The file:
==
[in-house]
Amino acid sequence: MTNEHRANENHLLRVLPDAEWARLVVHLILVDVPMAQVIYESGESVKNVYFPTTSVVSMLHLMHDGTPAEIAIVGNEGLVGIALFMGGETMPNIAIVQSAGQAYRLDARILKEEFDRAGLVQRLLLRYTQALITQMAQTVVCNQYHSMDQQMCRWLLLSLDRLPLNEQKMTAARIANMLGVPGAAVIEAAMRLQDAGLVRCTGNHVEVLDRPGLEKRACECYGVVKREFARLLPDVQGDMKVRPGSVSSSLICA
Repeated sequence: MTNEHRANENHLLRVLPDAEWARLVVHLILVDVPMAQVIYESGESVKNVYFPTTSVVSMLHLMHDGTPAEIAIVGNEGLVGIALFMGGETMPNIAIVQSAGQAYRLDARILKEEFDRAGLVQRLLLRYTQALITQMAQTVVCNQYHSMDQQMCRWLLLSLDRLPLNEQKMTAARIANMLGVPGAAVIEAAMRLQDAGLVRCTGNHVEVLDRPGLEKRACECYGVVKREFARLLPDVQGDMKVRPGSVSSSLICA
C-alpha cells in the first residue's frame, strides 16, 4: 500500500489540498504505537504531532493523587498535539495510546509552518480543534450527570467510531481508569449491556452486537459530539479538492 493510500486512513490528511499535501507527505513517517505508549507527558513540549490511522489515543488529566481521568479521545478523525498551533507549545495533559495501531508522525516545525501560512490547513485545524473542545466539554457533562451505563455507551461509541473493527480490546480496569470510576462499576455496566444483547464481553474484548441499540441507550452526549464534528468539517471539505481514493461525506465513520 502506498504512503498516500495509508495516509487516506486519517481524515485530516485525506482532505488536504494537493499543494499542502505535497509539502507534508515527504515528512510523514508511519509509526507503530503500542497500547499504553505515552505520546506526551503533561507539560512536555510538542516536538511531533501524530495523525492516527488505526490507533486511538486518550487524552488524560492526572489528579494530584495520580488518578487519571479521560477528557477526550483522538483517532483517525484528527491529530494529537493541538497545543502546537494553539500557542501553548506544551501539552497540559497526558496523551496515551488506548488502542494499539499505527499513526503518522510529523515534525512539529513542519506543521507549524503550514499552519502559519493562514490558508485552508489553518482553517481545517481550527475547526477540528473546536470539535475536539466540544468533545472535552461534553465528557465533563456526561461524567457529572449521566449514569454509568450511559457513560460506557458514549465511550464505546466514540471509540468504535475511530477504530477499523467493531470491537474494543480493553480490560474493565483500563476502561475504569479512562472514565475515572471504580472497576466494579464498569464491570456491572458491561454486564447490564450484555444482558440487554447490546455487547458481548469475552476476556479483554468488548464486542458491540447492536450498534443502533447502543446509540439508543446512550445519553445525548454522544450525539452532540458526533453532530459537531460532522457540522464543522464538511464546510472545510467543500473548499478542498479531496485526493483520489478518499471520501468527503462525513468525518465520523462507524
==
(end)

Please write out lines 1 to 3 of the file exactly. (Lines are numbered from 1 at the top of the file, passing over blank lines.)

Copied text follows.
[in-house]
Amino acid sequence: MTNEHRANENHLLRVLPDAEWARLVVHLILVDVPMAQVIYESGESVKNVYFPTTSVVSMLHLMHDGTPAEIAIVGNEGLVGIALFMGGETMPNIAIVQSAGQAYRLDARILKEEFDRAGLVQRLLLRYTQALITQMAQTVVCNQYHSMDQQMCRWLLLSLDRLPLNEQKMTAARIANMLGVPGAAVIEAAMRLQDAGLVRCTGNHVEVLDRPGLEKRACECYGVVKREFARLLPDVQGDMKVRPGSVSSSLICA
Repeated sequence: MTNEHRANENHLLRVLPDAEWARLVVHLILVDVPMAQVIYESGESVKNVYFPTTSVVSMLHLMHDGTPAEIAIVGNEGLVGIALFMGGETMPNIAIVQSAGQAYRLDARILKEEFDRAGLVQRLLLRYTQALITQMAQTVVCNQYHSMDQQMCRWLLLSLDRLPLNEQKMTAARIANMLGVPGAAVIEAAMRLQDAGLVRCTGNHVEVLDRPGLEKRACECYGVVKREFARLLPDVQGDMKVRPGSVSSSLICA